Mets 4, Braves 3: A Love Story (by hotspur)

What can you say about a five-game series that died? That it was overlong and ugly? That it sidelined Evan Gattis and Dan Uggla? Jonathon Niese? And us?

Mike Minor is statistically the Braves’ best starting pitcher this year and, ERA-wise, the fifth-best since mid-season last year (Kris Medlen is still first on that list). And yet, I don’t fully trust him. Maybe it’s the vacillating self-confidence. Maybe it’s the chin beard ripped off from Mr. Spock’s evil twin in “Mirror, Mirror.” Maybe it’s the fact that he went six innings plus two batters, struck out six, and gave up nine hits, including three home runs (two to David Wright, which, Good Lord, with their lineup, why are you pitching to that guy? Also, David: Call me.). Whatever the reason, The Commodore (as some have nicknamed him) was not at his best, giving up four runs for the second straight game.

Wright’s first homer came in the top of the 1st, and for a bit it looked like the hometown side would give as good as it got. Tyler Pastornicky, summoned from Gwinnett because Dan Uggla all of a sudden has vision problems (caused by “a stigmatism” that dates back to “late last year,” according to Dig Dug via Jeff Schultz of the AJC) and might need Lasik surgery, led off with an infield hit. Jason Heyward, determined to fool us into thinking he’s back, followed that with a double to center, and Justin Upton blooped in the first run. Hey, no worries! We’re totally in this!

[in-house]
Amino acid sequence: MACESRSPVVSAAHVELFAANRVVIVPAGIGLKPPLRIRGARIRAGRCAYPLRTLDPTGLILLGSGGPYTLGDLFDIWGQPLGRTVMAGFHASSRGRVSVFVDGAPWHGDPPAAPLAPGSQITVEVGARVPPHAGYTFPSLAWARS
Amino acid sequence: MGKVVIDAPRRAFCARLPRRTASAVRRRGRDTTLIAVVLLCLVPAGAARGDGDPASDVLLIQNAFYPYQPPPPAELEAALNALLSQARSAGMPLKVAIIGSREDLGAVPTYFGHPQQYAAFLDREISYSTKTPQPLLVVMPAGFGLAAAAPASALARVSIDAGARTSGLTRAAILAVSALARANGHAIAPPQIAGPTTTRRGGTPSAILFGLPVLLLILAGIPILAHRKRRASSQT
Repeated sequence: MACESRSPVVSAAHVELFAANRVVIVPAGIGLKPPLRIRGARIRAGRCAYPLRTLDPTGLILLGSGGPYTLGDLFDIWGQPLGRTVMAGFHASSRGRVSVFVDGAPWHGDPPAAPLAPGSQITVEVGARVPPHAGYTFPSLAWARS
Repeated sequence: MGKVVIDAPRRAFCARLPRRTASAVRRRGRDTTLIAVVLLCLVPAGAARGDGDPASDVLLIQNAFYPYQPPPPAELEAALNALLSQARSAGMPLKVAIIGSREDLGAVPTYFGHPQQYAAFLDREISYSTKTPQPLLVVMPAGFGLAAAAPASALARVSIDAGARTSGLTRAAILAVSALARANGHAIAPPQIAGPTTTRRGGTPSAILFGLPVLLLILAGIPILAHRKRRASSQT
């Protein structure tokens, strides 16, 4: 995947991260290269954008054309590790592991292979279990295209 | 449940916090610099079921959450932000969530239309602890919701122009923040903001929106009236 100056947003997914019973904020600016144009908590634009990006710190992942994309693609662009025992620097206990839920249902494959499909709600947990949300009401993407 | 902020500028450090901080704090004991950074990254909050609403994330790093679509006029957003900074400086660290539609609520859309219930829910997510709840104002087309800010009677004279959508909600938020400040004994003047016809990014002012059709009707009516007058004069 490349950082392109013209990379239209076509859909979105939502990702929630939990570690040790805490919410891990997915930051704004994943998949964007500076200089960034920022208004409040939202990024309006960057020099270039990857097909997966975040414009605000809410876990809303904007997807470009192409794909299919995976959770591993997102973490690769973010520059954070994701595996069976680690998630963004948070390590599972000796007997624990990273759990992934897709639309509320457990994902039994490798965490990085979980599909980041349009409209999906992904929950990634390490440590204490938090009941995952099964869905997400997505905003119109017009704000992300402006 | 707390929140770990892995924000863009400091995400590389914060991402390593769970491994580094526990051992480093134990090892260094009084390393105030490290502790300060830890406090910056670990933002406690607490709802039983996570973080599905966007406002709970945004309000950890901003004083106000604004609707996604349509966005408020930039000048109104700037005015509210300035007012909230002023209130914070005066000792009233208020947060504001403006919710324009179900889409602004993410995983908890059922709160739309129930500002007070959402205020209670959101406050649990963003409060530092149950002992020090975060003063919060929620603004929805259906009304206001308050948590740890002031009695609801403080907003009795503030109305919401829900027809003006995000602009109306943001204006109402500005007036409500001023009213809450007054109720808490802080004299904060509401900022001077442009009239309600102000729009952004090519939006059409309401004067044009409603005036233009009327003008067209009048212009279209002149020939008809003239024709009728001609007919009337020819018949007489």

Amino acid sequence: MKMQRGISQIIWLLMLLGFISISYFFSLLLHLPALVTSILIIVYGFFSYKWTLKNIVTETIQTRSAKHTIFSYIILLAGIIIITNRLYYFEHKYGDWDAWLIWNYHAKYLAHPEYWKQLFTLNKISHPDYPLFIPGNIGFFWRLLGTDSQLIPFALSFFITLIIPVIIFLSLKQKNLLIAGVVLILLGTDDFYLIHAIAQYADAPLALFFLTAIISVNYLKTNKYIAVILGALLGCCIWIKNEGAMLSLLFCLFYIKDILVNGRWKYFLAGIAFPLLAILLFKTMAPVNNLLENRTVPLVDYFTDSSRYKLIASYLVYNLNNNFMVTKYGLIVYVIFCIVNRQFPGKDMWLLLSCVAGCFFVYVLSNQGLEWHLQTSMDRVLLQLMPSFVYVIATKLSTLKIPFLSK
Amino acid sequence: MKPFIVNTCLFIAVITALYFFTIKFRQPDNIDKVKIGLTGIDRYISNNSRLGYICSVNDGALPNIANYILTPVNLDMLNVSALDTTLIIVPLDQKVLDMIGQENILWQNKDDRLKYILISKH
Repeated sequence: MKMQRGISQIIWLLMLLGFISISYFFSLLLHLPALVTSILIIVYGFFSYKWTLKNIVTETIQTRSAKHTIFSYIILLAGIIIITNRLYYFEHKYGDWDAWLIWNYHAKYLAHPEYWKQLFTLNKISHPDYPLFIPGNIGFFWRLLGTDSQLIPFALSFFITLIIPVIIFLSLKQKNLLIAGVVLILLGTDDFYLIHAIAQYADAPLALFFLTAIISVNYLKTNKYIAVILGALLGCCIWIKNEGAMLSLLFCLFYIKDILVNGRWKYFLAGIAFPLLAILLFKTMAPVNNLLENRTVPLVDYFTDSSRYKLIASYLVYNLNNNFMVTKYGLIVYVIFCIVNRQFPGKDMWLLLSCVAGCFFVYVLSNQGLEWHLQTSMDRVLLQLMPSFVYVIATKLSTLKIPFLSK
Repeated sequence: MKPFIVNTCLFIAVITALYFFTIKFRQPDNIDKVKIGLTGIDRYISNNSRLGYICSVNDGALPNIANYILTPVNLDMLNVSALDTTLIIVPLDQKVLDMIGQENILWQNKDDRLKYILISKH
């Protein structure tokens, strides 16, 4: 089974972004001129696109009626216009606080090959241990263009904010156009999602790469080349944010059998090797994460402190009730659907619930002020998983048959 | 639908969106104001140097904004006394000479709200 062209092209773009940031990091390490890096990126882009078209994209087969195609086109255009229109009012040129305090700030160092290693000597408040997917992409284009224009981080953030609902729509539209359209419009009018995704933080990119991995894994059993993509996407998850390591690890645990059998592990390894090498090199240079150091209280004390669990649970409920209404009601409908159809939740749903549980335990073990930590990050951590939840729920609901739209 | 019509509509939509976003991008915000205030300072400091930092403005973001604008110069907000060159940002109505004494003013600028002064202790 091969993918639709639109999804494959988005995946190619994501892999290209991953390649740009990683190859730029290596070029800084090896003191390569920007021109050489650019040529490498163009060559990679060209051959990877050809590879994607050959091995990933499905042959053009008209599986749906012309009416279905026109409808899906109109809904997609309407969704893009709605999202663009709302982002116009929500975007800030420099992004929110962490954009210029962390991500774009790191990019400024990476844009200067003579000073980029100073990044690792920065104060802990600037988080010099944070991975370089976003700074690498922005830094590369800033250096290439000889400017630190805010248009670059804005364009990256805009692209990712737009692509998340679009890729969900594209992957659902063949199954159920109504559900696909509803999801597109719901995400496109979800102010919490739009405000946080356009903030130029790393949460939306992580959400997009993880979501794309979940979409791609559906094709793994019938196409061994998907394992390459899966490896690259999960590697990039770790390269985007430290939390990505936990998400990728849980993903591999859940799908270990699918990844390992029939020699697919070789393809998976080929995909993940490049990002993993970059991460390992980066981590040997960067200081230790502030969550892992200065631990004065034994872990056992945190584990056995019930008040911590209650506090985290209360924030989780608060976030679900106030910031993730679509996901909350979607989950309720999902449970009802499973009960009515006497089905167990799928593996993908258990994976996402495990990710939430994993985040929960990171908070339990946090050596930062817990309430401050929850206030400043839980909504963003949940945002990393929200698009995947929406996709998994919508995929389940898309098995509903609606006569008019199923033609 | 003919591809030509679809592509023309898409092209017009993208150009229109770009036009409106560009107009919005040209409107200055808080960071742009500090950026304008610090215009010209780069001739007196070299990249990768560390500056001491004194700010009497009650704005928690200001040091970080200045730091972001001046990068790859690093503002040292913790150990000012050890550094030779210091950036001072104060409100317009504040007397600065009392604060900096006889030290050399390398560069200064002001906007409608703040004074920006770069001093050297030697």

After a nothing second inning and a top of the 3rd that featured what our own BrianJ called a “Sesame Street double play” (a.k.a. 1-2-3), Fab Five Freddie Freeman and Justin knocked liners to the outfield and came around to score on hits from Chris Johnson (remember that name) and Gerald Laird. (At one point in the broadcast Chip Carey praised Laird for never having complained about losing playing time to Gattis. Chip obviously hasn’t read the papers in the last couple of weeks.) Now we’re up by two! We’re totally gonna win this!

We totally weren’t.

Top 4, Wright hits his second homer of the night off Mikey, who’s suddenly not looking so top-5. Bottom 4, Niese pulls up lame in the middle of pitching to the Rev; it looks to the world like he’s touching his right oblique, but the Mets insist later it’s tendonitis in his shoulder. You might be forgiven for being ambivalent at this point in the game about what such a development means for the Braves, because while we’re getting hits, at some point it becomes clear that they’re all singles. The best home-run hitting team in the National League is suddenly hitting like…well, like the Mets. (IWOTB?)